Socrates’ Account of Death in The Apology and The Phaedo

Death is one of the major issues that are mentioned in Socrates’ dialogues. In The Phaedo Socrates starts from giving the arguments from the opposite (Descartes, 2006, p. 46). He claims that death is the other side of life, and being dead is the result of being alive. The philosopher uses the example of a tall person who can be called tall only because he used to be short.

Though, it is necessary to mention that according to Socrates life and death form a cycle, and the dead return to life after a pause. The philosopher makes a distinction between the mortal body and the immortal soul. Only the invisible and not material soul can overcome death, and then resurrect in another body (Plato, 2007, pp. 17-10). This process is discussed in the philosopher’s argument from affinity (Descartes, 2006, p. 49). The idea of recollection that is mentioned in The Phaedo also supports his claim of the immortal soul. Socrates assumes that the knowledge can not be acquired, it can only be recollected from the previous lives. It shows that the philosopher believed that only the body can die, in the contrary to immortal souls.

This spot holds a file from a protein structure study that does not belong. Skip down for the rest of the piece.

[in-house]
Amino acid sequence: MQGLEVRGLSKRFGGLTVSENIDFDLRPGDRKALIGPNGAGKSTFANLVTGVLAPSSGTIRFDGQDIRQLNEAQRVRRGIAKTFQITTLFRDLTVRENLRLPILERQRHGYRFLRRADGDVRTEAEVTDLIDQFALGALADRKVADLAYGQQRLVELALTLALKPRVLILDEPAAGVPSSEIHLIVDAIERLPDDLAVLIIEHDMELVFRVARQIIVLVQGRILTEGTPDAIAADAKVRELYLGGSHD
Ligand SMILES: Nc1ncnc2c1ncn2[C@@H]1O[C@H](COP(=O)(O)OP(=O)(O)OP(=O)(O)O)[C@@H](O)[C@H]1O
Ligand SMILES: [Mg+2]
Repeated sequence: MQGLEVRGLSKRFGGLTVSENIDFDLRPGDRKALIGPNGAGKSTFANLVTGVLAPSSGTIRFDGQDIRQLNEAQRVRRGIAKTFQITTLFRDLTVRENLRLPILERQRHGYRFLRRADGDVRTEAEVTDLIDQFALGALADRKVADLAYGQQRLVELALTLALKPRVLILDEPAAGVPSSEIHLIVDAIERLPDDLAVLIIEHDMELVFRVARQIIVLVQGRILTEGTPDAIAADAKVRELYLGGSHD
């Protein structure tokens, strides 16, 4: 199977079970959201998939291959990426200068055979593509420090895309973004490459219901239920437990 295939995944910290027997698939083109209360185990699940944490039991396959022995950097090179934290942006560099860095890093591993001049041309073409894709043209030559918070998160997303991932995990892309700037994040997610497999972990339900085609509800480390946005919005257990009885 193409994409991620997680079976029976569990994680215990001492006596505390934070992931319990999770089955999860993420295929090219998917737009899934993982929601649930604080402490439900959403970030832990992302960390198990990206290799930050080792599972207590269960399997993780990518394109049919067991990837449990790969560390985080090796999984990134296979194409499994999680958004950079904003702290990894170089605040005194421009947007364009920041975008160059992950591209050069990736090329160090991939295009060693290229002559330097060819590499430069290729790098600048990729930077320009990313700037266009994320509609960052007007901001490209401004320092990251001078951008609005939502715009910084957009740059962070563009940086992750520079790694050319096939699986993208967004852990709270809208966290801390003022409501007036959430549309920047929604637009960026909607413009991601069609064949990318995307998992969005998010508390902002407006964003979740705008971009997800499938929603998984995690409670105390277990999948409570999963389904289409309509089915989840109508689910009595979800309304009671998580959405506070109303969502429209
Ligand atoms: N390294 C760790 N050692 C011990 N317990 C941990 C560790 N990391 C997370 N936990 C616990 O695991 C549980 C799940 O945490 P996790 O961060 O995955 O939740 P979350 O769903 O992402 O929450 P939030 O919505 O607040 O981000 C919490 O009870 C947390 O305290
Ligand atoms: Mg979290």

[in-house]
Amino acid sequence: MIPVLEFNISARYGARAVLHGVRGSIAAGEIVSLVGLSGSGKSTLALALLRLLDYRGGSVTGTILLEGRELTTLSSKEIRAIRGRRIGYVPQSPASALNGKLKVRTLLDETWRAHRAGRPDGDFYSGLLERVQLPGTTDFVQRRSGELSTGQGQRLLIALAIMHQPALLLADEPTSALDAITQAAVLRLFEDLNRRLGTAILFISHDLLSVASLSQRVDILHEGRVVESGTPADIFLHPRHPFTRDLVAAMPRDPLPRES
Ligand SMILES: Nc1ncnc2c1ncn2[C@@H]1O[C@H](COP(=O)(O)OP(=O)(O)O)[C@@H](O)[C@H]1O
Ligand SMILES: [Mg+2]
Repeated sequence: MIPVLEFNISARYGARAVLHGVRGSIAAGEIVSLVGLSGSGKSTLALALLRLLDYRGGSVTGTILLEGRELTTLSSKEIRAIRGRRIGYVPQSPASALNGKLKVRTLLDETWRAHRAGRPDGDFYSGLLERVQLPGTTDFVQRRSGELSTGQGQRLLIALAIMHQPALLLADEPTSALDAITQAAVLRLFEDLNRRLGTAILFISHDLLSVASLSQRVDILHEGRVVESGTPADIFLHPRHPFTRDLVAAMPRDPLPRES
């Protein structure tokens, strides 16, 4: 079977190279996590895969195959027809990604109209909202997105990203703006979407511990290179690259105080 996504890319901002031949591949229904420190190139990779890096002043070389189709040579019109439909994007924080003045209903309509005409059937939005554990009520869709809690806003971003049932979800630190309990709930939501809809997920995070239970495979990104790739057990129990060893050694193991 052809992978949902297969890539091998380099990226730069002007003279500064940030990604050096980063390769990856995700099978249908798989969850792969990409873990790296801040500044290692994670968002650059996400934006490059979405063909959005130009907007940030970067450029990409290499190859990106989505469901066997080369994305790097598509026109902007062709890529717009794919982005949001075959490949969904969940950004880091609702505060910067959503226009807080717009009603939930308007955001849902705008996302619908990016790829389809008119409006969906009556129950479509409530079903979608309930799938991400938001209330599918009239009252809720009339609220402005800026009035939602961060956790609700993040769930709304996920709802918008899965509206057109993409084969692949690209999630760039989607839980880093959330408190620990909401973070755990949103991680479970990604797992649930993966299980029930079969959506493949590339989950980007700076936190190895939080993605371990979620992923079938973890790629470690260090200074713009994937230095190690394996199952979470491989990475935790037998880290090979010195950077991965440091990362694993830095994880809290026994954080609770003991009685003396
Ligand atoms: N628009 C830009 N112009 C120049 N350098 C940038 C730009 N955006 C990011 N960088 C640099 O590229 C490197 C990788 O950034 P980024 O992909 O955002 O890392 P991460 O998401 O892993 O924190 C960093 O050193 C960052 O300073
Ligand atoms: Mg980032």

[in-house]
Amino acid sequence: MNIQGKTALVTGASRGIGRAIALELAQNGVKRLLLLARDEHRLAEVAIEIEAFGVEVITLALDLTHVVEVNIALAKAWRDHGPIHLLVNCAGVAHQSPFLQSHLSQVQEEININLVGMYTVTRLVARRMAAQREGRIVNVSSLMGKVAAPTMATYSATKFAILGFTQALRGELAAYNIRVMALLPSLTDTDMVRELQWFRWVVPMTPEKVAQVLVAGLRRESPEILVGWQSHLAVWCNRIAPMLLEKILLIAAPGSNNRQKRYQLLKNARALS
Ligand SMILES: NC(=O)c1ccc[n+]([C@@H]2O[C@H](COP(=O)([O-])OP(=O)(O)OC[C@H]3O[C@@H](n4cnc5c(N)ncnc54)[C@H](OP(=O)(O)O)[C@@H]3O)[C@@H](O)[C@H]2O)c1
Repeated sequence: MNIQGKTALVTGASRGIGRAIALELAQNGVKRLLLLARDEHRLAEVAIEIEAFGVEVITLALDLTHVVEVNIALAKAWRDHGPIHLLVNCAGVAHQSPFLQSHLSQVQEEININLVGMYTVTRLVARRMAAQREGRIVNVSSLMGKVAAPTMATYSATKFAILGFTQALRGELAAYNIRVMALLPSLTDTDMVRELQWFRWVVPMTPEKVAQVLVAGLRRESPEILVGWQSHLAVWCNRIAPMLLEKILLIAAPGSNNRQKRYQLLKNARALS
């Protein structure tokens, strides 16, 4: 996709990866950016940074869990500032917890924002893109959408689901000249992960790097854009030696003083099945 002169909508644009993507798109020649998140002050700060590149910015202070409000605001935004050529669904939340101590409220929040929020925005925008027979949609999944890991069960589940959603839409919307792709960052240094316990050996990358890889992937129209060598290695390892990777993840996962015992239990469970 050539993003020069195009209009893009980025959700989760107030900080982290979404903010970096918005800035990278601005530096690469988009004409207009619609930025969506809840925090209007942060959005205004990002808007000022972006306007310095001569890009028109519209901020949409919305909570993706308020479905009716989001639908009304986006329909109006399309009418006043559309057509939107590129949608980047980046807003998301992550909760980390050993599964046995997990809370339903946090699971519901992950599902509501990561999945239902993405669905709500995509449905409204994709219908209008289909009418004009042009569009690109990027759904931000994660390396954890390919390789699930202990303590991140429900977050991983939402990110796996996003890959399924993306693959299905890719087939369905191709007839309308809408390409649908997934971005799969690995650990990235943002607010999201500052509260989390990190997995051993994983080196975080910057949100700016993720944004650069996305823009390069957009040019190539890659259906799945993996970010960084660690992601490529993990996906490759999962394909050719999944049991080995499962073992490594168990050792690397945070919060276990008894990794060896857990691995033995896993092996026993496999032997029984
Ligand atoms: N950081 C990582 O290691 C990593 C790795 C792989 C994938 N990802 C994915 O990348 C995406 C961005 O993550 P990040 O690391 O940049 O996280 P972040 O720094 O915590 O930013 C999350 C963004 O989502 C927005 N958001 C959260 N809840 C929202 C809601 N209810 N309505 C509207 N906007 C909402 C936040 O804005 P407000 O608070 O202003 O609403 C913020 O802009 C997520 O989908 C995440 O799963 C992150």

The Apology describes the trial during which Socrates was sentenced to death. The philosopher accepted this verdict without fear. He explained his behavior to the jury by the idea that people do not know what might happen after their life path is ended. Only the gods know it, so there is no rational need to be afraid of something that a person does not know (Plato, 2007, pp. 69-72).

Socrates considers death to be the part of the cycle, that is opposite to life. Only the bodies change during this cycle, while souls continue living in the other people with the knowledge from their previous incarnations. The philosopher is not afraid of death, because his soul is immortal, and the afterlife is unknown to people.

Works Cited

Descartes. Discourse on Meditations on First Philosophy: with Selections from Objections and Replies. Trans. Michael Moriarty. Oxford, 2006. Print.

Plato. Six Great Dialogues: Apology, Crito, Phaedo, Phaedrus, Symposium, The Republic. Trans. Benjamin Jowett. Dover Publications, 2007. Print.

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